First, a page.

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FOX NFL Sunday announces new host

It will still be JB, Terry, Howie and Jimmy on FOX NFL Sunday this fall. But plenty will change as the network's pregame show will sport a whole new look.

Joe Buck will become the first broadcaster to both host an NFL pregame show and handle play-by-play responsibilities simultaneously. ( / FOX Sports)

Joe Buck, a six-time Emmy Award winner, has been named as new host for the FOX NFL Sunday pregame show and postgame show The OT on doubleheader weekends.

It marks the first time in sports television history that a broadcaster will host an NFL pregame show while simultaneously handling play-by-play duties.

The announcement was made Monday by David Hill, chairman of the FOX Sports television group and executive producer for FOX Sports.

Buck joins Terry Bradshaw, Howie Long, Jimmy Johnson, Pam Oliver, insider Jay Glazer and comedian Frank Caliendo this season, beginning with the 2006 premiere on Sunday, September 10 at noon ET.

Buck will also continue as the network's lead NFL and MLB play-by-play voice with analysts Troy Aikman and Tim McCarver.

"We considered a number of superb candidates for this role, who each would have brought something special to the show, but once we thought about this fascinating scenario featuring Joe, we knew this was the right thing to do," Hill said.

"The success of FOX NFL Sunday has always been based on chemistry, and Joe, while still relatively young, has a maturity that belies his age and a clever, contemporary style that will add a fresh, exciting energy to the program. The only consistent thing about television is change, and I expect the interaction between Joe, Terry, Howie and Jimmy to give FOX NFL Sunday and The OT new and different dynamics."

Curt Menefee will host FOX NFL Sunday's halftime and postgame coverage.

Menefee is also set to host three pregame shows in October when Buck calls FOX Sports' coverage of Major League Baseball's postseason.

"Curt is a consummate pro whose smooth, affable style fits in perfectly with the FOX NFL Sunday team," Hill said.

Pregame show hits the road

Joe Buck will become the first broadcaster to both host an NFL pregame show and handle play-by-play responsibilities simultaneously. (FOX Sports)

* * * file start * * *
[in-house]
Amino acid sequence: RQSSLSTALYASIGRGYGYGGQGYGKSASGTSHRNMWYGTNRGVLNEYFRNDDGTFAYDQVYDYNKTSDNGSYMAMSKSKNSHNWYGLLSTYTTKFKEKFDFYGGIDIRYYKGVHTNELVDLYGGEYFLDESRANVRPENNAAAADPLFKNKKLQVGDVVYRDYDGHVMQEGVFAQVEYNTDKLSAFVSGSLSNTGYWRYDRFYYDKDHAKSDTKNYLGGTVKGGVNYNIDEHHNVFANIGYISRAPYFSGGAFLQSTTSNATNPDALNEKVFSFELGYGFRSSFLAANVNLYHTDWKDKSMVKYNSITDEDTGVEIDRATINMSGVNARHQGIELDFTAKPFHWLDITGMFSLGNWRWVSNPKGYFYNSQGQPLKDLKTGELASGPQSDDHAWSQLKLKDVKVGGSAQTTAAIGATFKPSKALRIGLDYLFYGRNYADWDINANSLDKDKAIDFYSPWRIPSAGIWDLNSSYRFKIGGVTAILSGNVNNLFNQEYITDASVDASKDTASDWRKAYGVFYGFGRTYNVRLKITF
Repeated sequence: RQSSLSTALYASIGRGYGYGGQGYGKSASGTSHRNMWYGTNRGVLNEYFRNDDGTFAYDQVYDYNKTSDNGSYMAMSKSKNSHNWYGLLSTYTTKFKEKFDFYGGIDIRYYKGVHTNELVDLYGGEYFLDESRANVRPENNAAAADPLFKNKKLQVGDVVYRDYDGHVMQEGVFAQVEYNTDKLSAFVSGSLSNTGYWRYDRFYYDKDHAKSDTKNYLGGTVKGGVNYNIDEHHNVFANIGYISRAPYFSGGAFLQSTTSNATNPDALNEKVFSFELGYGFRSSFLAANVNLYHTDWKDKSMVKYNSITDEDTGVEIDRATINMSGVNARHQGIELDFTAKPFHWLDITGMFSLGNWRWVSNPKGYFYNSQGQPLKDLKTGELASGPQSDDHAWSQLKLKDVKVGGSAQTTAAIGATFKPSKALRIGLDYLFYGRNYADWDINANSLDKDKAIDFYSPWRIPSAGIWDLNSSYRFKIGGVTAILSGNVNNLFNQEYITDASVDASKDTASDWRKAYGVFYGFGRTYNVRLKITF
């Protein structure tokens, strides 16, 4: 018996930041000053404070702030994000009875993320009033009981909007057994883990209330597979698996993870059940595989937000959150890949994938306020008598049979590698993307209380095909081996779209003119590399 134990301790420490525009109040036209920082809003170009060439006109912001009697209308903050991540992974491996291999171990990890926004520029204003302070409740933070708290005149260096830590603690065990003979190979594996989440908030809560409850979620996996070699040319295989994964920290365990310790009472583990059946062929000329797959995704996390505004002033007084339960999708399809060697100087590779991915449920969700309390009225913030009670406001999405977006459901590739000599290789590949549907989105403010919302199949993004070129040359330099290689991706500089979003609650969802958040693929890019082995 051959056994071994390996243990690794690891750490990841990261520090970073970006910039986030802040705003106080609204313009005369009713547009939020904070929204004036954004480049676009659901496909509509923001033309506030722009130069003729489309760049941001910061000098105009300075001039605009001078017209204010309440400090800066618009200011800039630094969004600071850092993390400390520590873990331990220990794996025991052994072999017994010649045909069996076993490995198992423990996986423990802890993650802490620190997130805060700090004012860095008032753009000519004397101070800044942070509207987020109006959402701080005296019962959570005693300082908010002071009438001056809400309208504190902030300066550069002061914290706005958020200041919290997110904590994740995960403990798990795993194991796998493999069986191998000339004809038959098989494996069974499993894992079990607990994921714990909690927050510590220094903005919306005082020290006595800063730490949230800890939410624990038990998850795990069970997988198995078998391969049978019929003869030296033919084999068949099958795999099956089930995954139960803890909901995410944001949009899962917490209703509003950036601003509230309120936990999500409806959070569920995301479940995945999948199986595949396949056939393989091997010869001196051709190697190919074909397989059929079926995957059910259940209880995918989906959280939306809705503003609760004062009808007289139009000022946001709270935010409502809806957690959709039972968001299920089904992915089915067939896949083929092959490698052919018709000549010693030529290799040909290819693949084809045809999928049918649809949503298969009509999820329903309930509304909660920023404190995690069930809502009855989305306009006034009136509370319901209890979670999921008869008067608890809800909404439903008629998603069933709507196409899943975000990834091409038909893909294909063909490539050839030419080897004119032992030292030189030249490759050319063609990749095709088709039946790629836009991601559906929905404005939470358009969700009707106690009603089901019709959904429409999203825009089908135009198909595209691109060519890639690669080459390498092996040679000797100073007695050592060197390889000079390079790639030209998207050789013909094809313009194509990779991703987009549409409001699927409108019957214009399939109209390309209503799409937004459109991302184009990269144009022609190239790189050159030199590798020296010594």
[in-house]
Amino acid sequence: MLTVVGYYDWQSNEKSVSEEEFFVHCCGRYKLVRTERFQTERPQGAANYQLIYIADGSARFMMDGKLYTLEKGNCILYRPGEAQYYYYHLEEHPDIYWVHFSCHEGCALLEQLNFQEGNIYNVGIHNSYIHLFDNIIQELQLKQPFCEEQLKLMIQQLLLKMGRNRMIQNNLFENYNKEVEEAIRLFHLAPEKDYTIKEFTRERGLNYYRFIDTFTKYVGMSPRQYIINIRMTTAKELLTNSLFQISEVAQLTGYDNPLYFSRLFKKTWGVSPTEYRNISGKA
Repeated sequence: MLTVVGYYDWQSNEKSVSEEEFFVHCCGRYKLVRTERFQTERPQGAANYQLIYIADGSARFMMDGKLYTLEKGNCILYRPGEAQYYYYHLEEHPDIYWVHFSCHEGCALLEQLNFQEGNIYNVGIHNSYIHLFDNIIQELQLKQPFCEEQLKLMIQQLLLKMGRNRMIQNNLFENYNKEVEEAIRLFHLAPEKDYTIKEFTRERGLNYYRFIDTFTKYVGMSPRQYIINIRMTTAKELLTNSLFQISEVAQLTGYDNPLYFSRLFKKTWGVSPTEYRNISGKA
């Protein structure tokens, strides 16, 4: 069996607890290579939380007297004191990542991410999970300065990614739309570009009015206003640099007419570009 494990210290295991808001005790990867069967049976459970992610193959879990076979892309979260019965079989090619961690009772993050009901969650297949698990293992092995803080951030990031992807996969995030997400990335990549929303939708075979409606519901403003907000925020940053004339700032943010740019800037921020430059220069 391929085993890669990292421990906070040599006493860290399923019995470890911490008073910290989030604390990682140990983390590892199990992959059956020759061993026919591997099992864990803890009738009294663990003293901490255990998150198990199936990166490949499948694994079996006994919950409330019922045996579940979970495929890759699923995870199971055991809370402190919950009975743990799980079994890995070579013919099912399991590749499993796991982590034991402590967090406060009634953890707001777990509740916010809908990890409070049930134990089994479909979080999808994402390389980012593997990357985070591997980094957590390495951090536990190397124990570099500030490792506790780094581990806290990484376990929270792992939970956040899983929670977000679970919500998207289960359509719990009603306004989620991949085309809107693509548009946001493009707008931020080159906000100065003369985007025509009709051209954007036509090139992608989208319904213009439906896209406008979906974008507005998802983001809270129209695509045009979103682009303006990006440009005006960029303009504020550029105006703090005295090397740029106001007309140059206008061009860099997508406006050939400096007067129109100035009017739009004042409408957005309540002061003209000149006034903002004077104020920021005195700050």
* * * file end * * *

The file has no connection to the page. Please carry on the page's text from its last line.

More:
FOX NFL Sunday, which has called Los Angeles, Calif. home for the past 12 seasons, will hit the road during most weekends this season in a state-of-the-art traveling set.

The FOX NFL Sunday road show opens in Jacksonville on Sept. 10 as Terrell Owens makes his Dallas Cowboys debut vs. the Jaguars.

The show will travel to Philadelphia's Lincoln Financial Field in Week 2 for a classic NFC East battle between the New York Giants and Eagles.

Then it's on to Seattle for Week 3 as the Giants visit the defending NFC champion Seahawks.

The rest of the 2006 FOX NFL Sunday road show schedule will be announced at a later date.

Meet the 2006 NFL on FOX team

Six-time Emmy-Award winning play-by-play announcer Joe Buck, newly enshrined Pro Football Hall of Famer Troy Aikman and reporter Pam Oliver return to the NFL on FOX's lead broadcast team for the fifth straight season, the announcement was made today by FOX Sports President Ed Goren.

Right behind them in the depth chart, together for the third consecutive season, are play-by-play man Dick Stockton, along with analyst Daryl Johnston and sideline analyst Tony Siragusa. Stockton and Johnston work have been together for six seasons, with Siragusa joining in 2004.

Changes to the NFL on FOX broadcast teams this season include veteran play-by-play announcer Curt Menefee's shift from games to FOX NFL SUNDAY, where he hosts halftime and postgame coverage. Newcomers to the NFL on FOX broadcast teams include former UCLA head coach Terry Donohue, who joins Ron Pitts, while play-by-play announcer Matt Vasgersian signs on for a full-season, teaming with former Kansas City Chief J.C. Pearson and reporter Jay Glazer.

Veteran announcer Sam Rosen has a new booth-mate in former USC Trojan and Chicago Bear Tim Ryan, and Kenny Albert and Brian Baldinger return this year, but are joined by the experienced Chris Myers on the sideline.

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I cannot stand Buck either. He was born on 3rd base and acts like he hit a triple. Love to know who in the Fox truck is whispering in his ear that he's funny.Still, netween familuy obligatsiona dn going to the game, cannot say I see the pregame often anyway.

But I made the mistake of putting ESPN on tonight. How much longer are they going to waste airtime on junkie Michael Irvin? He's high or drunk on air, he has nothing of substance to say, and he just yells at the top of his lungs.You can see everyone on the panel nervous as if he's going to drop an f bomb or just lose it on air. I'm not exaggerating at all-he's effed up, and the guy's eyes are shutting like he's been out past closing time and it's only 7PM. He belongs in rehab, or jail if he's driving to or from the studio.

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I thought Dennis Miller was a nice try. He was bright and funny. He might be a bit of a wisea$$, but he grew on you as an announcer. But I liked his act already, so I can see others might have felt otherwise.

But I don't see how Korneheirser works. 3 1/2 hours of football isn't 22 minutes of airtime of rapid fire changing topics. And he's not likeable, he's grating.

But again-how do they allow Irvin on the air? It's disgraceful.

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Great - another state the obvious foreskin. Only with an unwarranted ego and an unhealthy love for the Cardinals. You'd think there would be more people that could do that job well. How hard can it be?

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